Lifting In A Cold Garage

After writing about training outside in the winter, I’ve received several questions about lifting in a cold garage. And while similarities certainly exist, there are also distinct differences between training inside and out. Personally, the greatest difference for me is that I prefer to lift weights in the garage. When I train outside, I am more likely to be running, performing calisthenics, and lifting odd objects.

Based on the questions that I’ve received, it appears that many readers of the site follow a similar approach. As a result, it is no surprise that the two most common inquiries were in regards to handwear and the options that exist for heating a garage. I will address both of those questions within this entry.

I train in the morning. It is the only time of the day that works for me. Therefore, I am quite familiar with training in the cold. Most of my lifting takes place during the coldest hours of the day. This morning the gym temperature was 5 degrees Fahrenheit (which is -15 Celsius). Believe it or not, I was actually quite comfortable and I do not use heat. And for those who think I’m crazy, one reader of the site messaged me today after training in his -20 degree Fahrenheit garage. My 5 degrees sounds balmy in comparison.

The reason that I don’t use heat is that it takes too long for the temperature to rise. I would literally need to start heating the garage in the middle of the night for any noticeable change by early morning. Like many garages, mine is not well insulated. As a result, much of the heat is lost. I’ve tried to heat it in the past but the cost to do so wasn’t something I was willing to pay. I eventually figured out that it is easier and less expensive to dress appropriately.

In regards to clothing, I dress similar to how I would when training outside. As mentioned before, I dress in layers and find it particularly important to have warm hands, feet, and ears. I wear thick socks, a winter hat, and I warm my hands in between sets with gloves. I do not wear the gloves for most exercises however. The lack of gloves during each set is a key difference between training inside and out. If I am outside swinging a sledgehammer, lifting odd objects, or performing calisthenics, gloves don’t interfere. When I’m lifting heavy dumbbells or barbells, gloves can become a problem.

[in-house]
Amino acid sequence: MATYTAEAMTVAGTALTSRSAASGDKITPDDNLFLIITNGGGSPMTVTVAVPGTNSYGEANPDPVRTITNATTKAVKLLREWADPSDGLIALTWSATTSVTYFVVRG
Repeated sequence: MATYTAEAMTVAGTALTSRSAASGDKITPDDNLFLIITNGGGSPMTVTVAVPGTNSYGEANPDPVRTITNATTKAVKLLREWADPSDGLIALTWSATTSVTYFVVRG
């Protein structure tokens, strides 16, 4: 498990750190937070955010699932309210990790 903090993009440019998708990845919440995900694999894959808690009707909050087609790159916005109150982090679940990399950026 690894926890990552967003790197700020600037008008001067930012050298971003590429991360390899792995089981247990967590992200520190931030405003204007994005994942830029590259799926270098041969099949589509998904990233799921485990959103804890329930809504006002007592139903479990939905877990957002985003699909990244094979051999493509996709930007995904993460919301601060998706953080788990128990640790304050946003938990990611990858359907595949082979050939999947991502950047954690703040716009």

Now some may argue that lifting weights with gloves will challenge the grip therefore could be a plus. I don’t disagree, but when lifting maximal loads, I don’t want to be limited by my hands. Others may counter that tight fitting work gloves will not interfere with grip. For certain exercises I would agree but the best gloves in the world are not as good as the hands. This is particularly true with exercises that involve pulling maximal loads (ex. deadlifts, rows, snatches, etc.). With such movements, I want to grip the bar with my skin and lift as much weight as possible. The problem for some is that the bars get so cold that they become uncomfortable to grip. Fortunately, it is not difficult to remedy this problem. All that you’ll need is a hair dryer. I typically warm the bar for a minute or two before it is ready to lift. Once I have performed a few sets, I rarely need to use it again. Not only will my hands adapt to the cold, they also help to warm the bar. In between sets, I wear heavy gloves to warm the hands while resting.

Warming cold weights for lifting

In addition to the hair dryer, I suggest using chalk for all of your lifts. Chalk provides an extra layer between your hands and the bar. You won’t need much to notice the difference. Even a small amount of chalk can make cold bars much more tolerable to hold and lift.